Posted by: nancycurteman | May 31, 2012

Writing is Rewriting is Revising: 7 Ways to Do It

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Most authors agree that writing is rewriting is revising. The question is how to do it? After many long hours of editing my work, I’ve developed a few strategies that seem pretty effective. Here are 7 of them.

1. After completing your novel, put your manuscript out of your sight and out of your mind for at least a couple of weeks. This will allow you to detach enough from your masterpiece to enable a needed measure of objectivity.

2. Examine the opening of the story. Make certain it starts with something happening that will impact the viewpoint character and set her on a path toward a goal. Delete any poetic descriptions of clouds.

3. Check your chapter endings. Most of them should end with something that hooks the reader—a twist, disaster, crisis or a character in serious jeopardy (physical, emotional, mental).

4. Look carefully at your viewpoint character. Check to see that most of the story takes place in that character’s viewpoint. Revise scenes in which you jumped in and out of several different character viewpoints. Take out unnecessary self-indulgent author intrusions.

5. Consider the story ending. Does the ending solve the character’s problem or show that she met her goal? Does it answer the question posed at the beginning of the story? If not, revise.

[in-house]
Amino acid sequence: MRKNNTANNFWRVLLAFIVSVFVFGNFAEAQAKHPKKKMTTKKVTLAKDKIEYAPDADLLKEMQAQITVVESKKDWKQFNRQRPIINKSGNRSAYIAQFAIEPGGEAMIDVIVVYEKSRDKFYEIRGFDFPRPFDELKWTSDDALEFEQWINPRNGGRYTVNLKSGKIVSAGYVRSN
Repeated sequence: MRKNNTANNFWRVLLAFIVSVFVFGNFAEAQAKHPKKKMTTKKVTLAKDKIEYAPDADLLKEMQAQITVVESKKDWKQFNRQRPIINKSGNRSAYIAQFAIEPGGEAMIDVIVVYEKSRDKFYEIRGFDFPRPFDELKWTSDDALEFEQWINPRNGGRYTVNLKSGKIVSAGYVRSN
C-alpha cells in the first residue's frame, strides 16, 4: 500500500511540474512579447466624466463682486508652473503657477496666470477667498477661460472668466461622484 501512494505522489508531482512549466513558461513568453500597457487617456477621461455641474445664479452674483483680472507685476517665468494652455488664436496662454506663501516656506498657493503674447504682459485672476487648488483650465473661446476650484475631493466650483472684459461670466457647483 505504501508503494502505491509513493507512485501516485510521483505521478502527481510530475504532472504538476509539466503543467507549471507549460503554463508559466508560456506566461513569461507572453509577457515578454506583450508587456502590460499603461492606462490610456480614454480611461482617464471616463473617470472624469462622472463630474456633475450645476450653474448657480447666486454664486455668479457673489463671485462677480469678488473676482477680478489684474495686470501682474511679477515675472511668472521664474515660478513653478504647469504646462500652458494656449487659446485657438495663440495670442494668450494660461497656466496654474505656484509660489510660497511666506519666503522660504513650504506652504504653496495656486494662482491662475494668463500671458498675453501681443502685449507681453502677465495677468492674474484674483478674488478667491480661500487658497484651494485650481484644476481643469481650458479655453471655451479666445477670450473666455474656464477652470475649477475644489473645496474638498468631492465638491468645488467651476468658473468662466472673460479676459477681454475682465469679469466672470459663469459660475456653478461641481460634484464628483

6. Be sure your timing is correct. Don’t place your character in Paris at three pm and in San Francisco an hour later. A timeline chart really helps.

7. Find every “coincidence” in your novel and replace it with struggle for your character.

Of course, line edit your novel. Eliminate all spelling and grammar errors. Often your best work results from writing, rewriting and revising.

More tips:

Polish Your Writing: Cut the Riffraff

Developmental Editing: How to do it

How to Edit Your Mystery Novel


  1. Reblogged this on Life as a Writer and Artist.


  2. Nancy, I couldn’t agree more. With e-books, your comment on line editing is critical. I’m doing an article for my blog about the egregious editing errors I find in books I review (ones that have been primarily prepared for e-book distribution. (But I’ve caught some in work by such authors as Elizabeth George!) Many are caused by relying on spellcheck, others by failing to watch spacing, punctuation, repeated words, etc. Then I lose focus on the story and find myself watching for these screw-ups. And that’s a shame!
    Keep up your fine work, Nancy . . . .


    • Marcia, You are so right. Formatting has been a big problem with e-books. I learned that the hard way. These problems are usually caused by technical glitches. You’ve inspired me to do a post on how to avoid most formatting problems. Watch for it. I also learned that authors have to carefully review the work their editors do.


  3. Good tips. Especially . . . Delete any poetic descriptions of clouds. 😀


    • For some authors poetic descriptions become the “darlings” they have to struggle to delete.


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